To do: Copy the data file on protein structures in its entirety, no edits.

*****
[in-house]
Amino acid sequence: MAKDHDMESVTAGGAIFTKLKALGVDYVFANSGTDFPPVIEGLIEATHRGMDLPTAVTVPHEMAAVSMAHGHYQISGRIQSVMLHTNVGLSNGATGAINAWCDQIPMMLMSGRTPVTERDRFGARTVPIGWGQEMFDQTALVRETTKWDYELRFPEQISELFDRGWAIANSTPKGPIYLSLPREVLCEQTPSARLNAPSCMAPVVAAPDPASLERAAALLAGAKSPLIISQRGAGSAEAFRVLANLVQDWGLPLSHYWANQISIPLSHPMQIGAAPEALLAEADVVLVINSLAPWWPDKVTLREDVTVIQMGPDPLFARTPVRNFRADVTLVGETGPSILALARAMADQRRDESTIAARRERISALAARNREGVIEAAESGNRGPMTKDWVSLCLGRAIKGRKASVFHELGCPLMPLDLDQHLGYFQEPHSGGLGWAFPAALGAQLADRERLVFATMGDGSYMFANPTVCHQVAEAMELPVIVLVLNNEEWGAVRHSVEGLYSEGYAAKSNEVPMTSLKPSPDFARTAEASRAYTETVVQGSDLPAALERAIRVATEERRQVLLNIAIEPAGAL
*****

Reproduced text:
[in-house]
Amino acid sequence: MAKDHDMESVTAGGAIFTKLKALGVDYVFANSGTDFPPVIEGLIEATHRGMDLPTAVTVPHEMAAVSMAHGHYQISGRIQSVMLHTNVGLSNGATGAINAWCDQIPMMLMSGRTPVTERDRFGARTVPIGWGQEMFDQTALVRETTKWDYELRFPEQISELFDRGWAIANSTPKGPIYLSLPREVLCEQTPSARLNAPSCMAPVVAAPDPASLERAAALLAGAKSPLIISQRGAGSAEAFRVLANLVQDWGLPLSHYWANQISIPLSHPMQIGAAPEALLAEADVVLVINSLAPWWPDKVTLREDVTVIQMGPDPLFARTPVRNFRADVTLVGETGPSILALARAMADQRRDESTIAARRERISALAARNREGVIEAAESGNRGPMTKDWVSLCLGRAIKGRKASVFHELGCPLMPLDLDQHLGYFQEPHSGGLGWAFPAALGAQLADRERLVFATMGDGSYMFANPTVCHQVAEAMELPVIVLVLNNEEWGAVRHSVEGLYSEGYAAKSNEVPMTSLKPSPDFARTAEASRAYTETVVQGSDLPAALERAIRVATEERRQVLLNIAIEPAGAL